“We need to make our own stamp as well, ya know?” Murray said, backing up his bassist’s statements. “There’s no point in you going in and sounding like everyone. You need people to remember you, and even if we are remembered for those douchebags, as bringing their own gear, who do they think they are. At least we’re remembered for something from a gig.” Jagger then burst out laughed and concluded with “Even if it mightn’t be good, but we’re in the back of their minds then, ya know?”
With support shows to Kerbdog and Fozzy behind them, a hefty stamp left on iTunes and 16 Minutes winning stellar reviews; what’s next in line for this band from Ireland’s east coast?
“… We have the Siege of Limerick gig [Dolan’s, Limerick, April 5th]. We’re playing at that in… April!” Jagger confirmed. “Easter Sunday. That’ll be an excellent gig”
“April, yeah. That’s an all day festival. They actually approached us, which is even cooler” Kenneth couldn’t hide the smile on his face while saying this. “We’re getting a lot of people approaching us, as opposed to us having to ring people and email, scourge looking for gigs. No, we seem to be getting offered gigs. Which is good, like. Beforehand, you know yourself, especially when you’re an unknown band. At least now we have a product that we can sell to promoters and stuff, and say ‘Look, this is our album… we have all the stage experience from gigging, and stuff’, so that has helped us a lot.”
“In the iTunes Metal downloads we got to number 2. In the overall iTunes Indie charts we jumped in at number 20. Which is brilliant, like” Bell said proudly. “Then obviously we jumped back out pretty quick, but it was great for the first couple of weeks to see us checking the charts and like ‘Holy s**t! We’re in the charts!’”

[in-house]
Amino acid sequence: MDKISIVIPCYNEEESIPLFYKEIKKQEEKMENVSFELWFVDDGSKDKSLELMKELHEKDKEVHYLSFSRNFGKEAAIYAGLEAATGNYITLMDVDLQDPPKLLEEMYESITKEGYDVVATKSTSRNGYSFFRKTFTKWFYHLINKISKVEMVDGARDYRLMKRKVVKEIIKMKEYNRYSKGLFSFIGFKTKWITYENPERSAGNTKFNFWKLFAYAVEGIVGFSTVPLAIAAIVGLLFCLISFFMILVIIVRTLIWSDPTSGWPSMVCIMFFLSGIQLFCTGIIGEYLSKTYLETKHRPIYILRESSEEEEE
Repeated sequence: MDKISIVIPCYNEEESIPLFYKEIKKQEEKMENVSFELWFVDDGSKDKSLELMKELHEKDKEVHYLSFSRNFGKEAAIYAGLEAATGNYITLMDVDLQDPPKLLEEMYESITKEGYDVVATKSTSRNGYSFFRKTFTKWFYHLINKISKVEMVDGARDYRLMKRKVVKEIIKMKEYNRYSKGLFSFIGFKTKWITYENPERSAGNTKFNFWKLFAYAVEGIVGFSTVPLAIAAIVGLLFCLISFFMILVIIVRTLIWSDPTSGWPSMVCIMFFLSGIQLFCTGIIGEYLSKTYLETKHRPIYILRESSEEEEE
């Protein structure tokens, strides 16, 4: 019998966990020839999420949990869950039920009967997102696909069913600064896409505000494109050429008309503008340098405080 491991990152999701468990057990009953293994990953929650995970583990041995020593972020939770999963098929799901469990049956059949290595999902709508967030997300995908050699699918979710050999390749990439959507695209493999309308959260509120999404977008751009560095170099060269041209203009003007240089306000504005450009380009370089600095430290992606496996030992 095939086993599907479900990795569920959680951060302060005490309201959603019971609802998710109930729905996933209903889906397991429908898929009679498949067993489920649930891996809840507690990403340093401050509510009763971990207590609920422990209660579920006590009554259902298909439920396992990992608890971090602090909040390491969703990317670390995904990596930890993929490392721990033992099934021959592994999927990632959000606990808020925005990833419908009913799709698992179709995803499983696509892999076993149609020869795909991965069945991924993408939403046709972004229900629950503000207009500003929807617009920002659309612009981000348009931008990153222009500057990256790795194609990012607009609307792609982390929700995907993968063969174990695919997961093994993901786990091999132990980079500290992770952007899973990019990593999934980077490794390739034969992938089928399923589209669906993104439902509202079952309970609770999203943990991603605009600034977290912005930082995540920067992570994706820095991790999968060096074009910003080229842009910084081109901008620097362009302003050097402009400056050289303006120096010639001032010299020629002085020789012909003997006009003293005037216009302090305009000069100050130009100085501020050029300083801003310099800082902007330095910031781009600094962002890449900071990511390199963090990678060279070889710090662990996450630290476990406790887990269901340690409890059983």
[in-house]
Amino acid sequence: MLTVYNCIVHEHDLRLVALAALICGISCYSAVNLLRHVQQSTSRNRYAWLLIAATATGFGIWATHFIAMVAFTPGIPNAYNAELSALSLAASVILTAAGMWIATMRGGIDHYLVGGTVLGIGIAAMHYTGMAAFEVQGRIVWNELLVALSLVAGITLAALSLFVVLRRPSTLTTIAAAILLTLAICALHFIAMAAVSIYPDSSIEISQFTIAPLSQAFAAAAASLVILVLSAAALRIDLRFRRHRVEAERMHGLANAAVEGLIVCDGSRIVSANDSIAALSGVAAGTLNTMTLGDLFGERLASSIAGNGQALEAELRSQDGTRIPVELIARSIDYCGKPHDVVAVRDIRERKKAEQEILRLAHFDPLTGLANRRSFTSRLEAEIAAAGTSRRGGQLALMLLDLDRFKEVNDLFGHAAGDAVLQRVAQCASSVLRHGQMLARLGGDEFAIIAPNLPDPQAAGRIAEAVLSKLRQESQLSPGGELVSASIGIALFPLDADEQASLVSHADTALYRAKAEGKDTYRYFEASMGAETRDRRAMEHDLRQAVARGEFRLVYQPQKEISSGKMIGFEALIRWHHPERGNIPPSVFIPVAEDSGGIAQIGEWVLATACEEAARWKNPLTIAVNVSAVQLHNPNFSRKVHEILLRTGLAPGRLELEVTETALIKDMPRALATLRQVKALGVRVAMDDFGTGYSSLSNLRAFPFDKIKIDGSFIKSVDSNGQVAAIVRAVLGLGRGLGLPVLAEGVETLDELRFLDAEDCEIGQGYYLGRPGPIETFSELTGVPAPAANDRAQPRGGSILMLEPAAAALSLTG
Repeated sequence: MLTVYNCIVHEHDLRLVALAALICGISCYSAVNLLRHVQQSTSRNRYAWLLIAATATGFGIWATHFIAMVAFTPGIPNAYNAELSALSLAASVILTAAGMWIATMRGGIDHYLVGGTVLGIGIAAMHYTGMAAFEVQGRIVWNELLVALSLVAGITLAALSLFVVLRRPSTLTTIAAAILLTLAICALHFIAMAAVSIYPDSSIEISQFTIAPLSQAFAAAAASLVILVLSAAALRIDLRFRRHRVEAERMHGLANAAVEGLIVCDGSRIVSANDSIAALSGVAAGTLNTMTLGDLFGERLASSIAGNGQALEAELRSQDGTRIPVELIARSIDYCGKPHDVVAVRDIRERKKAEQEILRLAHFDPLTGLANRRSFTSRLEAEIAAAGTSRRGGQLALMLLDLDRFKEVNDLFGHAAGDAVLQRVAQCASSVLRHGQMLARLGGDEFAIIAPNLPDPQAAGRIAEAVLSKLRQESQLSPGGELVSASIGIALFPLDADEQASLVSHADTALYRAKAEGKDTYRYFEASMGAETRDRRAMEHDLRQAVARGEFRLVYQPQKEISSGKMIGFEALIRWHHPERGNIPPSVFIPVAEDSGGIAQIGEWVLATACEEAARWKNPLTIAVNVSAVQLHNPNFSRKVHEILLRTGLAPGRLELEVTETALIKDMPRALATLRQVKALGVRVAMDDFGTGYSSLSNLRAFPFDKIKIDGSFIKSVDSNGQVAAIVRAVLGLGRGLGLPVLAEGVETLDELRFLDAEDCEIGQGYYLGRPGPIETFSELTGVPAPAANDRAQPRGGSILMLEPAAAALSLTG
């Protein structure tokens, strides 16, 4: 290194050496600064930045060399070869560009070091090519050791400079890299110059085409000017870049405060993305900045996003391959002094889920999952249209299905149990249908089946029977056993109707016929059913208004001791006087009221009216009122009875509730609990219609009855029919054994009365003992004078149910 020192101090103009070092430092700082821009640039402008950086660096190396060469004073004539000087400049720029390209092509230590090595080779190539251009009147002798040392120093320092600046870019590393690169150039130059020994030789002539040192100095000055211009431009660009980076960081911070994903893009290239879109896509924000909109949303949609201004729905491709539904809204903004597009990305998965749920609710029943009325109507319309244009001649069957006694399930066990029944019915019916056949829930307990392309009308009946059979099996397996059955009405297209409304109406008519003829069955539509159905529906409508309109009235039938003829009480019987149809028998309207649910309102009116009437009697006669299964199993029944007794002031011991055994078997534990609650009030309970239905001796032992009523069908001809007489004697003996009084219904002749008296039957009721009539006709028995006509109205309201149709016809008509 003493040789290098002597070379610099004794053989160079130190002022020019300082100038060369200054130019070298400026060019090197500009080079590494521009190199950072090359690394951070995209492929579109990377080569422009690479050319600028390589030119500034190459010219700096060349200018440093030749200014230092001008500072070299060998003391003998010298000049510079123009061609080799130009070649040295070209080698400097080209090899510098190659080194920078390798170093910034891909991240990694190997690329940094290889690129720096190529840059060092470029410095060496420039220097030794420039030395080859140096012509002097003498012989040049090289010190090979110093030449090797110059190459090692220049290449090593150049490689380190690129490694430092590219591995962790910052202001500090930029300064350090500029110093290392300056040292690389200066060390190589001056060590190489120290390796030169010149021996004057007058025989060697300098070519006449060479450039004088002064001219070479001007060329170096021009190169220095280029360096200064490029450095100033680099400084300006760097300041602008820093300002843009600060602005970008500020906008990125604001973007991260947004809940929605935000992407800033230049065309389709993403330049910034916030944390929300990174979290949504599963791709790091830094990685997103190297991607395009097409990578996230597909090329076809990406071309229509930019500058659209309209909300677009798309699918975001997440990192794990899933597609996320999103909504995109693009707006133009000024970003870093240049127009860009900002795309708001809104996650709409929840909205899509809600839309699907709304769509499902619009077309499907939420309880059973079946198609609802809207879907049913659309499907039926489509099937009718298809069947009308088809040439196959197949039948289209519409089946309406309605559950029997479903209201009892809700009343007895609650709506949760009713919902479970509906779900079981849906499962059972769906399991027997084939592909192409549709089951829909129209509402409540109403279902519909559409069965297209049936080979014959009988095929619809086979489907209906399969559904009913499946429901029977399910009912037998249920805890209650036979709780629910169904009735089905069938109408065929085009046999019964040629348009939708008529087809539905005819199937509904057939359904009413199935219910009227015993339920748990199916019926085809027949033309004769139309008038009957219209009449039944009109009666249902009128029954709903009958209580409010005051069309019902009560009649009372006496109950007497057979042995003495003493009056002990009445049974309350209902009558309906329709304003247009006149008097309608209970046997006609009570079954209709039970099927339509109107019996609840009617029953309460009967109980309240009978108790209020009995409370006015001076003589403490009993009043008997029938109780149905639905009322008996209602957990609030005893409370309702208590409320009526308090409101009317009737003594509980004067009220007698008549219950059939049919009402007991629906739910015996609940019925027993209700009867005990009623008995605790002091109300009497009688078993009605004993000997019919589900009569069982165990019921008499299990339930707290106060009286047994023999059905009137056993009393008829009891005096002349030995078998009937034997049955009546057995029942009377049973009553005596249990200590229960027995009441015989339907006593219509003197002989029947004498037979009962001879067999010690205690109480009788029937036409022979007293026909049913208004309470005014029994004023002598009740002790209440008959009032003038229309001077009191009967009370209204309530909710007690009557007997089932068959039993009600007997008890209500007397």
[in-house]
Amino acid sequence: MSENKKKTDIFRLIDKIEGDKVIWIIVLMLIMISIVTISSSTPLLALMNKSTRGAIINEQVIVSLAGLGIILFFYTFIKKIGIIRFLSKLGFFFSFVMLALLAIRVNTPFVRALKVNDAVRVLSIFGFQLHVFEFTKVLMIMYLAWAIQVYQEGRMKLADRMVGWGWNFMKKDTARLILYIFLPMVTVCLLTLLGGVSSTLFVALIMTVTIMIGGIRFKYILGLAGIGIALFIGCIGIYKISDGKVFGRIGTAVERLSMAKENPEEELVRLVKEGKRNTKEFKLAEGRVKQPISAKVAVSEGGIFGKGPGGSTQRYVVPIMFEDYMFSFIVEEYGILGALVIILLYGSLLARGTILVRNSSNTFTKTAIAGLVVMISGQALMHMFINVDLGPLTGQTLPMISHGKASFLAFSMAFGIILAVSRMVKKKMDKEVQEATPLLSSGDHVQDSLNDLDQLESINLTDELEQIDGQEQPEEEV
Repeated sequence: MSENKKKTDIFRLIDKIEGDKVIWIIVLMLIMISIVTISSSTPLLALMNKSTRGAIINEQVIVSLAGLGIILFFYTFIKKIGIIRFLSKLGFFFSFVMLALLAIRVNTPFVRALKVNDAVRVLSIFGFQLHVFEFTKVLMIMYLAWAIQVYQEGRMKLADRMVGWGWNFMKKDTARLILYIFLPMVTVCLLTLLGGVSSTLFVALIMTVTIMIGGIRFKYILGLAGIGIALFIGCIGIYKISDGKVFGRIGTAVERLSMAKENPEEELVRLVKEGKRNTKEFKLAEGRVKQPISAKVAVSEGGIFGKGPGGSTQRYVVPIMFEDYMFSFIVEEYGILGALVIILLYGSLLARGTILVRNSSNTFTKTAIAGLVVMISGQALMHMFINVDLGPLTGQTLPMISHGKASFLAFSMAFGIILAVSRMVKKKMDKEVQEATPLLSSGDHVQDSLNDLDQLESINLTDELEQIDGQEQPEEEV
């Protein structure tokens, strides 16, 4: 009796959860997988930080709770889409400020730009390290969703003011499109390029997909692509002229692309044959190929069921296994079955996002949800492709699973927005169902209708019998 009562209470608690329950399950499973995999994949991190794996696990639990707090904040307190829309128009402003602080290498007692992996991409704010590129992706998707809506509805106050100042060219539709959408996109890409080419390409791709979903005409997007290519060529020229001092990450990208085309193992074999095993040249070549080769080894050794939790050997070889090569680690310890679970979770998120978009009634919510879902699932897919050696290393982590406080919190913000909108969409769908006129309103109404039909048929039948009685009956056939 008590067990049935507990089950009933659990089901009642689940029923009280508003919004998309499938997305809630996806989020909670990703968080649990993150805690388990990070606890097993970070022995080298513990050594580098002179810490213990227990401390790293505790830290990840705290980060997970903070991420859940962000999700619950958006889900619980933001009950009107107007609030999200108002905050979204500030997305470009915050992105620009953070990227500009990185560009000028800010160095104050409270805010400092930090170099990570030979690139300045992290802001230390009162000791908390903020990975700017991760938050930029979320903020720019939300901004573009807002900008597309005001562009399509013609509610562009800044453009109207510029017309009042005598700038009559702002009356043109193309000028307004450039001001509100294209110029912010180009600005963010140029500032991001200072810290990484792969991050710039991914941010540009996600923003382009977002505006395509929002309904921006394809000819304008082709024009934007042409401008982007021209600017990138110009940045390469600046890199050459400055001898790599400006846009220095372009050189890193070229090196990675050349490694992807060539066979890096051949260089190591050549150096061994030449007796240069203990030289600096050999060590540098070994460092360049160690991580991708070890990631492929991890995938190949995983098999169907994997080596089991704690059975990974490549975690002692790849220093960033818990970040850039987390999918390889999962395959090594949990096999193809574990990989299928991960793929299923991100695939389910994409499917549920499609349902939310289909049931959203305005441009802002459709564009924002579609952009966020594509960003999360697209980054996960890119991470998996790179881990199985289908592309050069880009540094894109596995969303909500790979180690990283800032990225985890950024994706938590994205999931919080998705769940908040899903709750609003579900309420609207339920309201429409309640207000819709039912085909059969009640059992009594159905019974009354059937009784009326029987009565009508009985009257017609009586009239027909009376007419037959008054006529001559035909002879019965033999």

“We didn’t really do much, apart from facebook and Twitter; we didn’t really do much advertising for the album. We didn’t really have a tour to promote anything like that at the time. Which is very surprising.” Jagger said, outwardly happy about the record’s success. “Even the day before the album was released, it was on torrent sites. With torrent sites narrowing album sales down, you know, it’s excellent to see an unknown band getting so far. It been so easy now to download albums and discographies. People actually took the time to support us.”
“We’re still shifting CDs, even at gigs. We’re still selling them. We might sell six or ten CDs at a support gig, ya know?”
“We’re very lucky that way!” Jagger agreed. “We’re lucky in the way that we’re selling stuff, but we’re unlucky in the time that we released the album because now record sales are at an all-time low. It’s very hard to try and compete, but we’re doing well.” He said with a merry sound to his voice, not trying to hide the fact that he was enjoying the entire experience. “Very pleased with how it’s going so far. None of us ever expected to get to number 2, let alone even into the top anything. It was amazing to see us just below Slipknot especially.”
BLACK SVAN’s 16 Minutes is available now on iTunes, and can be picked up at any of their shows. You can also keep up the boys’ tour dates and upcoming releases on www.BlackSvan.com, along with their facebook and Twitter pages…